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Laboratory Modeling of Garment Fires1

Krasny, John F., Fisher, Albert L.
Textile research journal 1973 v.43 no.5 pp. 272-283
accidents, burning, burns (injuries), clothing, cotton, cotton fabric, fires, heat, models, polyesters, rats, shrinkage, temperature, textile fibers, thermoplastics, turbulent flow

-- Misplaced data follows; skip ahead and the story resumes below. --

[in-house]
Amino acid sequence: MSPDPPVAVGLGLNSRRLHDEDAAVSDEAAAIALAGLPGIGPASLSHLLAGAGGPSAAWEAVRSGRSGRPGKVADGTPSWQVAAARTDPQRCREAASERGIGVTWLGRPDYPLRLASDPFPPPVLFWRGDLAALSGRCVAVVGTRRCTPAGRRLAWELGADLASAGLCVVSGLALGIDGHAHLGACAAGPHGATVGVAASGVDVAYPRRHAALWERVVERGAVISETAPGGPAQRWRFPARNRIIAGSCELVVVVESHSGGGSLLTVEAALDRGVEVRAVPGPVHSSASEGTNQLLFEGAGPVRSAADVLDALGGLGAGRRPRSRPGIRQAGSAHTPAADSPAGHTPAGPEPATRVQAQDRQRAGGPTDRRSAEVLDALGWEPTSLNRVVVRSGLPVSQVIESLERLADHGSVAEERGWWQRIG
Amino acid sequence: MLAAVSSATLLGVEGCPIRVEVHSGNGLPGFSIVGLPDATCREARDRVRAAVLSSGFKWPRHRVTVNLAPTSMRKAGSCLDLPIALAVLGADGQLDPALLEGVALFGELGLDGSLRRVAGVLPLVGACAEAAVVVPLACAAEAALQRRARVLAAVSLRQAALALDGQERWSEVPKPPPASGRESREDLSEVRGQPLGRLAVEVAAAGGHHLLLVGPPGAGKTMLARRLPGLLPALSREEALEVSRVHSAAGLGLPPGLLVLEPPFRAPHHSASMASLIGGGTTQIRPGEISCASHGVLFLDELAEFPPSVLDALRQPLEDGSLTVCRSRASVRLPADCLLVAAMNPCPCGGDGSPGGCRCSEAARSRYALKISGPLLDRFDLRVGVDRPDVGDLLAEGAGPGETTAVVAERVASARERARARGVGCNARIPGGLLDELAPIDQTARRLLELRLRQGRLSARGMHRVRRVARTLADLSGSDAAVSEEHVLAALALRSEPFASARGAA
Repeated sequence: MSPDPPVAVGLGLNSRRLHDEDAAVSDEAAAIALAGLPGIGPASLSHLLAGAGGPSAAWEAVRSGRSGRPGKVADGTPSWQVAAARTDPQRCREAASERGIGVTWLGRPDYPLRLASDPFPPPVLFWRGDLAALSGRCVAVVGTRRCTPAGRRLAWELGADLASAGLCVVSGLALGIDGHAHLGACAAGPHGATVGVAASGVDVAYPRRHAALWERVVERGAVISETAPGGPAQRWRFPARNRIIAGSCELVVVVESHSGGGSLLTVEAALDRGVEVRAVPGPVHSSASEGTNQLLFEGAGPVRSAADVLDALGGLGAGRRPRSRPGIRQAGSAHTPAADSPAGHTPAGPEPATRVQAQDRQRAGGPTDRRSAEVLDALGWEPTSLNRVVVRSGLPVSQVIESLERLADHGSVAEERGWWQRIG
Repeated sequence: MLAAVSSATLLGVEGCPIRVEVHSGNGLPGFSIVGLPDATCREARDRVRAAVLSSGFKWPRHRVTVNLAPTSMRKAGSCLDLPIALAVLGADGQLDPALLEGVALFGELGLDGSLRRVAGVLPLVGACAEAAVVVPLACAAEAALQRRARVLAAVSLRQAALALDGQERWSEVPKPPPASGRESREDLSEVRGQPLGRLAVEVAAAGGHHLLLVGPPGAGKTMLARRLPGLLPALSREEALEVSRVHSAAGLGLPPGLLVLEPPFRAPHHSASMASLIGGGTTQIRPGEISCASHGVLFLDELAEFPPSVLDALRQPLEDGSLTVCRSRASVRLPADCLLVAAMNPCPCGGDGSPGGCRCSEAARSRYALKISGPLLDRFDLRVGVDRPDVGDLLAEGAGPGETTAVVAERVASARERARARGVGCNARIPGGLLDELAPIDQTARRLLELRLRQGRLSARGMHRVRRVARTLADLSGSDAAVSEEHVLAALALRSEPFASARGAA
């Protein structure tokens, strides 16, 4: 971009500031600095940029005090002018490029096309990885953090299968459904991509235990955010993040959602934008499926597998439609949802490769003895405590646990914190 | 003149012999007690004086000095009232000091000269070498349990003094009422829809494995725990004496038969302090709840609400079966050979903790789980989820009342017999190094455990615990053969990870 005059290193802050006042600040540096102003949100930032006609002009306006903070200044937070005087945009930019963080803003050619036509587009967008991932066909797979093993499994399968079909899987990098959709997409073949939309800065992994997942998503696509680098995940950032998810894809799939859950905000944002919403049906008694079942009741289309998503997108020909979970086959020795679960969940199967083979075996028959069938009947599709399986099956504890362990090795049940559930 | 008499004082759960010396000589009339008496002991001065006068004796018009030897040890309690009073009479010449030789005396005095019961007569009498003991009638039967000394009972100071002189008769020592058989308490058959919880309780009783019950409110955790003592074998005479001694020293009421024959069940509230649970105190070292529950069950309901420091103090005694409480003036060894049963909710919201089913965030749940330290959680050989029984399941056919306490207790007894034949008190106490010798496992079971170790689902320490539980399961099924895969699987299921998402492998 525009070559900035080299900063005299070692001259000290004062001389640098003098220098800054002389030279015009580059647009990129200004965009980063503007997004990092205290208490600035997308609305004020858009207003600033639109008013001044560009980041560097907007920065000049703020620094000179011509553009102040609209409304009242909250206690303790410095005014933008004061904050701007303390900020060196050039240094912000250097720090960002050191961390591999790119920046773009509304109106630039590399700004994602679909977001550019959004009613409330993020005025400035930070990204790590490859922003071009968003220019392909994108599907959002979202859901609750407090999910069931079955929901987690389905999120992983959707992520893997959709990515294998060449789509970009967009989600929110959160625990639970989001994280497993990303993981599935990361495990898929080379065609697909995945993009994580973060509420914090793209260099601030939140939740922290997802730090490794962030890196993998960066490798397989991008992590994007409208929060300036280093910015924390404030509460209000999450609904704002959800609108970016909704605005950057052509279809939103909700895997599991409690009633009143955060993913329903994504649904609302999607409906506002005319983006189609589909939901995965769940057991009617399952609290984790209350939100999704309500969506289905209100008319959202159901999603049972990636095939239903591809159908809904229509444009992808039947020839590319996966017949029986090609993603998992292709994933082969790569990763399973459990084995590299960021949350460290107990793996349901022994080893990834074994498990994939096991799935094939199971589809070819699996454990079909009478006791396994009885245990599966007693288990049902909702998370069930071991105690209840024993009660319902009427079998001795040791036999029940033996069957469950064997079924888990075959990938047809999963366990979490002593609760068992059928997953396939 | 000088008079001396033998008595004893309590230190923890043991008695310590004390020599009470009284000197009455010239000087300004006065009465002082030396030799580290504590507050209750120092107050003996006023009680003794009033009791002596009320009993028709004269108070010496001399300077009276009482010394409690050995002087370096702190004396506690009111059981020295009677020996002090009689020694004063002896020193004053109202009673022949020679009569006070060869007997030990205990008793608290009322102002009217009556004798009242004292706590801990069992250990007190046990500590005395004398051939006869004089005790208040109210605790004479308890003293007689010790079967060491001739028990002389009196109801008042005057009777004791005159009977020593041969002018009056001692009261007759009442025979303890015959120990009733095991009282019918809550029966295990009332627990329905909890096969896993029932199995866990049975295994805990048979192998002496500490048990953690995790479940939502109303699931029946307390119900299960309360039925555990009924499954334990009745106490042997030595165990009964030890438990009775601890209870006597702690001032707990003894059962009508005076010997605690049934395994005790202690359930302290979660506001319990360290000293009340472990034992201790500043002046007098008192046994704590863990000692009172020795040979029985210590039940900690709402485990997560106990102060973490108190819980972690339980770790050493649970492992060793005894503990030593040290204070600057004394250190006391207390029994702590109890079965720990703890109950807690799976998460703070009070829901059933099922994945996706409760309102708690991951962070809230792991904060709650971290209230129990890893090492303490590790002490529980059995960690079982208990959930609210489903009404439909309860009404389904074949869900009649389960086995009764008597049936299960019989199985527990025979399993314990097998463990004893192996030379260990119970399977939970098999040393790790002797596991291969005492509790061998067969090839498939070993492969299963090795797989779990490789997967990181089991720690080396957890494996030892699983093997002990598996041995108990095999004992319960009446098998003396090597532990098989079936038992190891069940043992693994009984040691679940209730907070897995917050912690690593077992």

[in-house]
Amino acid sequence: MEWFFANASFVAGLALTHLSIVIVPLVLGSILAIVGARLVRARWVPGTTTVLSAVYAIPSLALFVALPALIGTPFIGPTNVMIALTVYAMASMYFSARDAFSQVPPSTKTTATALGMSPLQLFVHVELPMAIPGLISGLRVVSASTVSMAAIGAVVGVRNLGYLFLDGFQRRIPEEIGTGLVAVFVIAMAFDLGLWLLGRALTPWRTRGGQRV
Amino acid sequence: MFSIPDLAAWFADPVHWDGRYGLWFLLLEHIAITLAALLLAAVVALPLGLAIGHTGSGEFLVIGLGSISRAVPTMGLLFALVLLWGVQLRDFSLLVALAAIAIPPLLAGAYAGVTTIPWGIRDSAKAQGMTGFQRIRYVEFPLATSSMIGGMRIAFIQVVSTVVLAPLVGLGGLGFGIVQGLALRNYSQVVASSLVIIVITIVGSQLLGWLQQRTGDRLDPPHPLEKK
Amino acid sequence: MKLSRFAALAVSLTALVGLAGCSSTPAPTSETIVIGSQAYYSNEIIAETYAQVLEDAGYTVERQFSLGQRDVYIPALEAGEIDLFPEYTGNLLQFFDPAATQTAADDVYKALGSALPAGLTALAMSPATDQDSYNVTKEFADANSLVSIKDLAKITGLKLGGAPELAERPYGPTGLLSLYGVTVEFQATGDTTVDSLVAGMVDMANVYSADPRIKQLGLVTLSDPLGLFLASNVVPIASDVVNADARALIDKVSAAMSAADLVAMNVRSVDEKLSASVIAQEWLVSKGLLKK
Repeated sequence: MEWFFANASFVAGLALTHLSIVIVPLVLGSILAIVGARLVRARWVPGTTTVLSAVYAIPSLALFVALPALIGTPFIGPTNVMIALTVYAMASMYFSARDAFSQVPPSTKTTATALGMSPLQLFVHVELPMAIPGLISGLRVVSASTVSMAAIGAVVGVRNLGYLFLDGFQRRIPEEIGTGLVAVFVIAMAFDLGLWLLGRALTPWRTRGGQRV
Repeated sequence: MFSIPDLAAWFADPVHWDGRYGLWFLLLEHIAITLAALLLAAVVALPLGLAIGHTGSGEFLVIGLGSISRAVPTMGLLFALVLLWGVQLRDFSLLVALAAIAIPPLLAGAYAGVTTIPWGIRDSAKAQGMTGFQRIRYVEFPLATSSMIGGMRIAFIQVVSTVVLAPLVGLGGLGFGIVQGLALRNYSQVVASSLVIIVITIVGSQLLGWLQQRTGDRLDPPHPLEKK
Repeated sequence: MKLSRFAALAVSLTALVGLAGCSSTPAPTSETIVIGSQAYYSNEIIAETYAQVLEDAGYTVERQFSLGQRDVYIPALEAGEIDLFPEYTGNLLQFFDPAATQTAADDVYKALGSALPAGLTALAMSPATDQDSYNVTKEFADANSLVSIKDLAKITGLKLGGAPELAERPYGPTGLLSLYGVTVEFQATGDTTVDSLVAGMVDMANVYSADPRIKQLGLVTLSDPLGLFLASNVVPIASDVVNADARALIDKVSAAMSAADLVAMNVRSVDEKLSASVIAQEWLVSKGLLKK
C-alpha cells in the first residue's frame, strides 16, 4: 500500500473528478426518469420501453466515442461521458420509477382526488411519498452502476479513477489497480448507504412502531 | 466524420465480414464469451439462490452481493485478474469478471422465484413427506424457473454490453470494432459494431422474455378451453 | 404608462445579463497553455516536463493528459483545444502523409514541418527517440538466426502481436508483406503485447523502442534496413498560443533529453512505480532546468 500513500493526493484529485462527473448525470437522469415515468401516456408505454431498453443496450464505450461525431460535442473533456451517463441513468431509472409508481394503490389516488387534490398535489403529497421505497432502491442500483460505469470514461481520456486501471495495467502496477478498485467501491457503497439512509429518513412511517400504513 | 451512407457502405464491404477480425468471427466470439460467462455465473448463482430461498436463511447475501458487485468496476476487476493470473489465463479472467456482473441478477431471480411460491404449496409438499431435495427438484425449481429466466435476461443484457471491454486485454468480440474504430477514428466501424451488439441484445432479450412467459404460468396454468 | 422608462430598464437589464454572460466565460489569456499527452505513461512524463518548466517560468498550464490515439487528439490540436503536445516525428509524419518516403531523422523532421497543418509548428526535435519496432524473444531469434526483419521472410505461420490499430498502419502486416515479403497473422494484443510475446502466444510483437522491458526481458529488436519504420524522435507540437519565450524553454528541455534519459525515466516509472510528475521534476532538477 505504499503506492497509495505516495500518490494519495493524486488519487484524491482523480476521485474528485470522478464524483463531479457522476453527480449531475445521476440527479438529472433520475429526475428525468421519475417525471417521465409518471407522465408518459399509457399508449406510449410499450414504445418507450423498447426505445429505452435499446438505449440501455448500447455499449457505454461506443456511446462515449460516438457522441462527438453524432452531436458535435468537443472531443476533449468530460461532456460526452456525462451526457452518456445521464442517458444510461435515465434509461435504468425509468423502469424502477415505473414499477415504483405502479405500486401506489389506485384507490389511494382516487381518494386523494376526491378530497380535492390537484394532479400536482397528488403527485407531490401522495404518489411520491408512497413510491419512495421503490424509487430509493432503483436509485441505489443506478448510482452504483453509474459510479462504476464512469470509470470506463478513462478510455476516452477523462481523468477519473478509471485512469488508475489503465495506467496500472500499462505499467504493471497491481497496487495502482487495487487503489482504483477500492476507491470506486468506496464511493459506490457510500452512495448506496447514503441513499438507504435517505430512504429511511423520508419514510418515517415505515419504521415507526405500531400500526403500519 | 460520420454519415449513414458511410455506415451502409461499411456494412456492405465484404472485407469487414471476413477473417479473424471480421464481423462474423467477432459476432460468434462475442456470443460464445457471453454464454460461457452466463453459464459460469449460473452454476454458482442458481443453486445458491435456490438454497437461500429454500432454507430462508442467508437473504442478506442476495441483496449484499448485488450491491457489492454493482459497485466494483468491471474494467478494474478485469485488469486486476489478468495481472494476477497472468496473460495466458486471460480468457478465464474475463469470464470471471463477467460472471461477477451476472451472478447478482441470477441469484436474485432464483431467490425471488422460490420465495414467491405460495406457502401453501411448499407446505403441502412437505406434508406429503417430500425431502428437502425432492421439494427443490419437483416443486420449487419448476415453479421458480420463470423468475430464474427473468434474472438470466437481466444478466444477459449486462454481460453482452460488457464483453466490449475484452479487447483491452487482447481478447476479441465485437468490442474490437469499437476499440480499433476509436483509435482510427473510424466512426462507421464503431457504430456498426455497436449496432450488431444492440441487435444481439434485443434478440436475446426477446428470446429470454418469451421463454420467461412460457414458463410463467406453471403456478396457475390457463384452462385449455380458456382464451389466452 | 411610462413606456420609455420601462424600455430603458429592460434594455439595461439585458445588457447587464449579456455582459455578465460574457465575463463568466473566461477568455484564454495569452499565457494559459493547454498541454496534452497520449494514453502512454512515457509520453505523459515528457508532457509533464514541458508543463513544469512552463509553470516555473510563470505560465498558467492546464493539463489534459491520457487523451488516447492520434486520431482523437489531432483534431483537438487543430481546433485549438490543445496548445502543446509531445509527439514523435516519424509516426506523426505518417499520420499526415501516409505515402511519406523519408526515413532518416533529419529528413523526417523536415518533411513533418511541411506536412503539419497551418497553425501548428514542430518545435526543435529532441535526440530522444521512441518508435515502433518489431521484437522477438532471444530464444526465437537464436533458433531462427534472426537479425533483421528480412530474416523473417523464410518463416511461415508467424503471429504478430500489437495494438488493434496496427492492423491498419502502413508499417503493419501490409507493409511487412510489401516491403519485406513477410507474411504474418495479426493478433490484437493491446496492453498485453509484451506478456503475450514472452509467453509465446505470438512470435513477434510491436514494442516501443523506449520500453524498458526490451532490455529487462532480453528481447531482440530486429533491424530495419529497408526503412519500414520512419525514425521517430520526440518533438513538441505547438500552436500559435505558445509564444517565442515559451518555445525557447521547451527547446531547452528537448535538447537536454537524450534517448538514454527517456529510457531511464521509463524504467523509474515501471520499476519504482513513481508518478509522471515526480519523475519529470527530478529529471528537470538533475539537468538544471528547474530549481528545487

In an attempt to model real-life burn accidents, garment assemblies were burned on adult-size mannequins and the temperature distribution over the mannequin surface determined. Anaesthetized, shaved rats were exposed in openings of the mannequinns in the spatial arrangements encountered in real-life garment fires. The correlation between the depth of burn into the skin and the temperature observed on the mannequin surface near the exposed skin seemed fair. In other experiments, the interaction of burning fabrics and depth of burn was studied by means of simulated garments fitted to anaesthetized, shaved rats. Garment geometry was found to affect the burn injury potential as much as fabric parameters. It is discussed in terms of initial fabric to skin, fabric to mannequin, and outerwear-underwear distance (these distances often change during the fire due to heat shrinkage of thermoplastic fibers, turbulence, etc); formation of chimney spaces between fabric layers and the mannequin surface; and firestops such as belts. Other experiments covered the effect of combinations of various fabrics, such as dress-slip assemblies. Garments made from flame-retardant (FR)-treated cotton fabric and 100% thermoplastic fibers did not ignite in our experiments when used as single layers. When combined with polyester/cotton blends in outerwear-underwear assemblies, these fabrics caused smaller areas of the mannequins to be raised to elevated temperatures than the blend fabrics alone. This effect was particularly marked for the FR treated cotton. In our experiments, polyester/cotton blends seemed to have more potential for causing injury than comparable, 100% cotton fabrics. 100% thermoplastic fiber fabrics appeared to have a low injury potential. The effect of fabric weight on the area of the mannequin raised to elevated temperatures was not clear cut, though it was obvious that heavier fabric caused more severe injury to exposed skin, and were more difficult to extinguish by beating out the flames, than light fabrics.